The first series was successful and a second was screened in 1984.  The show owed a comic debt to The Goon Show's Spike Milligan, but Milligan was disapproving of Mayall.  Milligan once wrote: "Rik Mayall is putrid – absolutely vile.  He thinks nose-picking is funny and farting and all that.  He is the arsehole of British comedy."

Mayall continued to work on The Comic Strip films.  He returned to stand-up comedy, performing on Saturday Live—a British version of the Saturday Night Live—first broadcast in 1985.  He and Edmondson had a regular section as "The Dangerous Brothers," their earlier stage act.

In 1985, Mayall debuted another comic creation.  He had starred in the final episode of the first series of Rowan Atkinson's Blackadder (1983) as "Mad Gerald."  He returned to play Lord Flashheart in the Blackadder II episode titled "Bells."  A descendant of this character, Squadron Commander Flashheart, was in the Blackadder Goes Forth episode "Private Plane."  In the same episode, he was reunited with Edmondson, who played German flying ace Baron von Richthofen the "Red Baron," in a scene where he comes to rescue Captain Blackadder from the Germans.  Nearly a decade later, Mayall also appeared in Blackadder: Back & Forth as Robin Hood.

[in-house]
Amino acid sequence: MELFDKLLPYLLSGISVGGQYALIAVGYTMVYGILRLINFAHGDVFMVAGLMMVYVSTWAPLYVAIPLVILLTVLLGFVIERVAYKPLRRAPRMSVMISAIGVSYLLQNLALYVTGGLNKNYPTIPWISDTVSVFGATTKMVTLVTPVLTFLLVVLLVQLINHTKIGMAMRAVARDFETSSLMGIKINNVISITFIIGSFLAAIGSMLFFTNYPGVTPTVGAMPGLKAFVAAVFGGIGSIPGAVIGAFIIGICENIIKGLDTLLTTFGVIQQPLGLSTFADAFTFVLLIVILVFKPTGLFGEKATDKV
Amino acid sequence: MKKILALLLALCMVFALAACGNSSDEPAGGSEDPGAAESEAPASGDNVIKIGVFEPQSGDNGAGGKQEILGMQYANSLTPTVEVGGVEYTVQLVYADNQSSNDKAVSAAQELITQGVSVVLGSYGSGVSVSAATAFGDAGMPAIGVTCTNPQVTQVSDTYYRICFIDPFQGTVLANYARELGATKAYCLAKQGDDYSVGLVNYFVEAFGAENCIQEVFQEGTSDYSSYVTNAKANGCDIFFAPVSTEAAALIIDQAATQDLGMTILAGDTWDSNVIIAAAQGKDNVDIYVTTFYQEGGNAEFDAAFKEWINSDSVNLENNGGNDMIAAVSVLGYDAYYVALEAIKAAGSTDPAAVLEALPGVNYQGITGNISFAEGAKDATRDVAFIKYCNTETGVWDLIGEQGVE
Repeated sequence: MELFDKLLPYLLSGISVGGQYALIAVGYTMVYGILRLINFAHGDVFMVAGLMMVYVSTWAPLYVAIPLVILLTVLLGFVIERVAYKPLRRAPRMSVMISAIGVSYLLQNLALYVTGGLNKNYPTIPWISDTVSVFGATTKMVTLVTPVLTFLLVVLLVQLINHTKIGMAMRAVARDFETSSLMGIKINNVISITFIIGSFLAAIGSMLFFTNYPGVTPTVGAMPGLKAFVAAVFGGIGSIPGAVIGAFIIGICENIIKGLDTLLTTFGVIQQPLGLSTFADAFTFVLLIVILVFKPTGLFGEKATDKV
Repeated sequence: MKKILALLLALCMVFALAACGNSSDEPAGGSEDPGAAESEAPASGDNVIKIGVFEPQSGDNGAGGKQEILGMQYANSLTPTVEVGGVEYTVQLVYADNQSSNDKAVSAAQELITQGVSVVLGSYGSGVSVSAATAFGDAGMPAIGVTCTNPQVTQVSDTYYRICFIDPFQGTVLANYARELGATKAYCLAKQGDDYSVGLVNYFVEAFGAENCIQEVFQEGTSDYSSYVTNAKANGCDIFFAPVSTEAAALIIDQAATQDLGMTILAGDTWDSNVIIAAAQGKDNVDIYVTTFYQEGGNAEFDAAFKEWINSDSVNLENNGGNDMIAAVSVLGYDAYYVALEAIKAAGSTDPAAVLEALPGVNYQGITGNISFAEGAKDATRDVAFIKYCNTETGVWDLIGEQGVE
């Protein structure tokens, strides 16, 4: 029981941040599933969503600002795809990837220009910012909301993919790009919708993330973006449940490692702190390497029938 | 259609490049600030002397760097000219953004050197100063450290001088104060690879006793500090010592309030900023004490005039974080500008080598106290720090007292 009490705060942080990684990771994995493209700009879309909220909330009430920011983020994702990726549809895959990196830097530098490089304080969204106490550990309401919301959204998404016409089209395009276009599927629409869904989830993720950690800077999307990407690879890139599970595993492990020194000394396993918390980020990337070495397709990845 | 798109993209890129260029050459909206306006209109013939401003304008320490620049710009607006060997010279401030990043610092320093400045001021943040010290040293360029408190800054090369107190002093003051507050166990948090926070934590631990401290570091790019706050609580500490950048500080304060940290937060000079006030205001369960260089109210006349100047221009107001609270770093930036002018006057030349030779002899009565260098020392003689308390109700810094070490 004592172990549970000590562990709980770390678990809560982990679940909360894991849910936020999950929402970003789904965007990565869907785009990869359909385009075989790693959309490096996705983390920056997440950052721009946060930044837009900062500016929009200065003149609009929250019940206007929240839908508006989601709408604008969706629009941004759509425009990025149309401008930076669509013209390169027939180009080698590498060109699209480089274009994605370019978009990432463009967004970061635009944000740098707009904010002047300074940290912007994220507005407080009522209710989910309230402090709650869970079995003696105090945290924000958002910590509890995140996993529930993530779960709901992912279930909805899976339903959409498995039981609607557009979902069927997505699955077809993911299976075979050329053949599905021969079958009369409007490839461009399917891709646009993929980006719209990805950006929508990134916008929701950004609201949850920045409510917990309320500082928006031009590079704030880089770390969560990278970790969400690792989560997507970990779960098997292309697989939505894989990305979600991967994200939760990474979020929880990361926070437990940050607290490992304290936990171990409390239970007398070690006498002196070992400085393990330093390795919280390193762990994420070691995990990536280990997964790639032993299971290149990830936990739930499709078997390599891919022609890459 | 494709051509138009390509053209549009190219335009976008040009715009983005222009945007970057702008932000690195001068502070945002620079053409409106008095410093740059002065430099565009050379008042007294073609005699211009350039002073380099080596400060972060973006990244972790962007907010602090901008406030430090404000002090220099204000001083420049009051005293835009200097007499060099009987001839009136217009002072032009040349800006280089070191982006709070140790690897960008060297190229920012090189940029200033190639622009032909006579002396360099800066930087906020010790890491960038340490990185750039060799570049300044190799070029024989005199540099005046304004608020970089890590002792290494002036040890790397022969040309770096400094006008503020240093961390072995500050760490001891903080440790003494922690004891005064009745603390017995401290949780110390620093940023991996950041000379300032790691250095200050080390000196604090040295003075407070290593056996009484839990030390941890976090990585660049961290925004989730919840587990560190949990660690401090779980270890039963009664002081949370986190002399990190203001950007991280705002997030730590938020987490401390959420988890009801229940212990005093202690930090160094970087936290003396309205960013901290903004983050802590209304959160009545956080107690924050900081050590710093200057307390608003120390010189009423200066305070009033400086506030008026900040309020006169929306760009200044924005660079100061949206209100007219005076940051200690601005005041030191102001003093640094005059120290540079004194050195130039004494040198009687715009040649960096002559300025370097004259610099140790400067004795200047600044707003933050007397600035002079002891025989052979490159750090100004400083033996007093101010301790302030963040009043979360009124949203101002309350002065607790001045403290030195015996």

In 1986, Mayall joined Planer, Edmondson and Elton to star as Richie Rich in Filthy Rich & Catflap, which was billed as a follow-up to The Young Ones.  The idea of Filthy Rich and Catflap was a reaction to comments made by Jimmy Tarbuck about The Young Ones.  The series' primary focus was to highlight the "has been" status of light entertainment.  While Mayall received positive critical reviews, viewing figures were poor and the series was never repeated on the BBC.  In later years, release on video, DVD and repeats on UK TV found a following.  Mayall suggested that the series did not last because he was uncomfortable acting in an Elton project, when they had been co-writers on The Young Ones.

In 1986, Mayall played the Detective in the video of "Peter Gunn" by Art Of Noise featuring Duane Eddy.

1987 saw Mayall co-star with Edmondson in the ITV sitcom Hardwicke House. Due to adverse reaction from press and viewers, ITV withdrew the series after two episodes.

In the same year, Mayall had a number one hit in the UK Singles charts, when he and his co-stars from The Young Ones teamed with Cliff Richard to record "Living Doll" for the inaugural Comic Relief campaign.

Mayall played Rick one last time in the stage-show and supported the Comic Relief cause for the rest of his life.

He appeared on the children's television series Jackanory.  His crazed portrayal of Roald Dahl's George's Marvellous Medicine proved memorable.  However, the BBC received complaints "with viewers claiming both story and presentation to be both dangerous and offensive."


In 1987, Mayall played fictional Conservative MP Alan Beresford B'Stard in the sitcom The New Statesman (Yorkshire Television) written by Laurence Marks and Maurice Gran.  The character was a satirical portrait of Tory MPs in the United Kingdom in the 1980s and early 1990s.  The programme ran for four series—incorporating two BBC specials—between 1987–94 and was successful critically and in the ratings.